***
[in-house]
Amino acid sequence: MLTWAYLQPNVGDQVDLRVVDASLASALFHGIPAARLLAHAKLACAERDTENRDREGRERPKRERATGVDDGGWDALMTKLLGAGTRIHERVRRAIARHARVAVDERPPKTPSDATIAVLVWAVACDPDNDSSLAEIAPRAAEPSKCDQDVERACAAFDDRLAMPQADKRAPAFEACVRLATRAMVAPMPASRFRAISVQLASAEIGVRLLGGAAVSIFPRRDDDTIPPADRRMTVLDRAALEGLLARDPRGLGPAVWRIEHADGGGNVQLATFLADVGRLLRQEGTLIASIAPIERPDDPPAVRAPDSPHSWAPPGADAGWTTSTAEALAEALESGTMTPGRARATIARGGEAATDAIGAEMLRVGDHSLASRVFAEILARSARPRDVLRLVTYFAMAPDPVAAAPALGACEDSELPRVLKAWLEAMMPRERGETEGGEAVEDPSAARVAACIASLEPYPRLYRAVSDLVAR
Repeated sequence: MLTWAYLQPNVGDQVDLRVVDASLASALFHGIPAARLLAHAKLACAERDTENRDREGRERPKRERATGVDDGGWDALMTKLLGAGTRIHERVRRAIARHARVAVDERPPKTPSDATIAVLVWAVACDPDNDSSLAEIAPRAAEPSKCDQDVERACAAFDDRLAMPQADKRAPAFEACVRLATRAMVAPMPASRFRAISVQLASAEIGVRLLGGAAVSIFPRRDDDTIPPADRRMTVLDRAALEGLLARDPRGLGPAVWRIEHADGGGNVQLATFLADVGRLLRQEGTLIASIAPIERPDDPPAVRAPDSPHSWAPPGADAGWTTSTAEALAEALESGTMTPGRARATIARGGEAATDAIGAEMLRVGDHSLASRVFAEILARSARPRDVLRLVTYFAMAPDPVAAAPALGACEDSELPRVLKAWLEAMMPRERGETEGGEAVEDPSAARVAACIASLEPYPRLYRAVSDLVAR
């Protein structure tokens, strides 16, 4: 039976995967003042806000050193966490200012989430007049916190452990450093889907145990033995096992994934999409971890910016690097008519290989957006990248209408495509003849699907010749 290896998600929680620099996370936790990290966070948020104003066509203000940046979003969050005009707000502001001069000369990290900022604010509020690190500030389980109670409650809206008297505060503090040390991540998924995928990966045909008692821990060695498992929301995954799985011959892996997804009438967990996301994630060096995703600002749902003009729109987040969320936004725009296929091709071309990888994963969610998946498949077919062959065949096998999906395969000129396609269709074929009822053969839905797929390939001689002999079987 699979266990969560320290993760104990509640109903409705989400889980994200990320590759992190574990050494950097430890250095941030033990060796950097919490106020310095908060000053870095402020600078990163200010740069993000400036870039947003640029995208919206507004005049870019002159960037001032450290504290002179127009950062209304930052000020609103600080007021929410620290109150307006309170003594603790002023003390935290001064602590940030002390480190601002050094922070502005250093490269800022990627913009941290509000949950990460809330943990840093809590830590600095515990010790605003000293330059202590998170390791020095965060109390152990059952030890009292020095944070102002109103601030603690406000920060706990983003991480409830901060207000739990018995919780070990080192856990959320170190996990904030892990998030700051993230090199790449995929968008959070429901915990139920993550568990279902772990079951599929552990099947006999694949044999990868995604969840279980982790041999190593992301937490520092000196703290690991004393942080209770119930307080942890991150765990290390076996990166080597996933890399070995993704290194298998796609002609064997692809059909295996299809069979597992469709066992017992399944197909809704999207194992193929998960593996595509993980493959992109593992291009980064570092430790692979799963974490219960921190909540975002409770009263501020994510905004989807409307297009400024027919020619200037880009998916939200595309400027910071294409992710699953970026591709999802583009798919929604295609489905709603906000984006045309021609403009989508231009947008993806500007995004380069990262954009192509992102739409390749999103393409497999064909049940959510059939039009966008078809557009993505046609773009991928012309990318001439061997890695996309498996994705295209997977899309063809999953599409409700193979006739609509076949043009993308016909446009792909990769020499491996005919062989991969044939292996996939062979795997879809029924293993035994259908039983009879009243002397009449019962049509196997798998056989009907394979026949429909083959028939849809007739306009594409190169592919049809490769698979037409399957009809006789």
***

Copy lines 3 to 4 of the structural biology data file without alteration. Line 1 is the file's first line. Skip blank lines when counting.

Repeated sequence: MLTWAYLQPNVGDQVDLRVVDASLASALFHGIPAARLLAHAKLACAERDTENRDREGRERPKRERATGVDDGGWDALMTKLLGAGTRIHERVRRAIARHARVAVDERPPKTPSDATIAVLVWAVACDPDNDSSLAEIAPRAAEPSKCDQDVERACAAFDDRLAMPQADKRAPAFEACVRLATRAMVAPMPASRFRAISVQLASAEIGVRLLGGAAVSIFPRRDDDTIPPADRRMTVLDRAALEGLLARDPRGLGPAVWRIEHADGGGNVQLATFLADVGRLLRQEGTLIASIAPIERPDDPPAVRAPDSPHSWAPPGADAGWTTSTAEALAEALESGTMTPGRARATIARGGEAATDAIGAEMLRVGDHSLASRVFAEILARSARPRDVLRLVTYFAMAPDPVAAAPALGACEDSELPRVLKAWLEAMMPRERGETEGGEAVEDPSAARVAACIASLEPYPRLYRAVSDLVAR
């Protein structure tokens, strides 16, 4: 039976995967003042806000050193966490200012989430007049916190452990450093889907145990033995096992994934999409971890910016690097008519290989957006990248209408495509003849699907010749 290896998600929680620099996370936790990290966070948020104003066509203000940046979003969050005009707000502001001069000369990290900022604010509020690190500030389980109670409650809206008297505060503090040390991540998924995928990966045909008692821990060695498992929301995954799985011959892996997804009438967990996301994630060096995703600002749902003009729109987040969320936004725009296929091709071309990888994963969610998946498949077919062959065949096998999906395969000129396609269709074929009822053969839905797929390939001689002999079987 699979266990969560320290993760104990509640109903409705989400889980994200990320590759992190574990050494950097430890250095941030033990060796950097919490106020310095908060000053870095402020600078990163200010740069993000400036870039947003640029995208919206507004005049870019002159960037001032450290504290002179127009950062209304930052000020609103600080007021929410620290109150307006309170003594603790002023003390935290001064602590940030002390480190601002050094922070502005250093490269800022990627913009941290509000949950990460809330943990840093809590830590600095515990010790605003000293330059202590998170390791020095965060109390152990059952030890009292020095944070102002109103601030603690406000920060706990983003991480409830901060207000739990018995919780070990080192856990959320170190996990904030892990998030700051993230090199790449995929968008959070429901915990139920993550568990279902772990079951599929552990099947006999694949044999990868995604969840279980982790041999190593992301937490520092000196703290690991004393942080209770119930307080942890991150765990290390076996990166080597996933890399070995993704290194298998796609002609064997692809059909295996299809069979597992469709066992017992399944197909809704999207194992193929998960593996595509993980493959992109593992291009980064570092430790692979799963974490219960921190909540975002409770009263501020994510905004989807409307297009400024027919020619200037880009998916939200595309400027910071294409992710699953970026591709999802583009798919929604295609489905709603906000984006045309021609403009989508231009947008993806500007995004380069990262954009192509992102739409390749999103393409497999064909049940959510059939039009966008078809557009993505046609773009991928012309990318001439061997890695996309498996994705295209997977899309063809999953599409409700193979006739609509076949043009993308016909446009792909990769020499491996005919062989991969044939292996996939062979795997879809029924293993035994259908039983009879009243002397009449019962049509196997798998056989009907394979026949429909083959028939849809007739306009594409190169592919049809490769698979037409399957009809006789």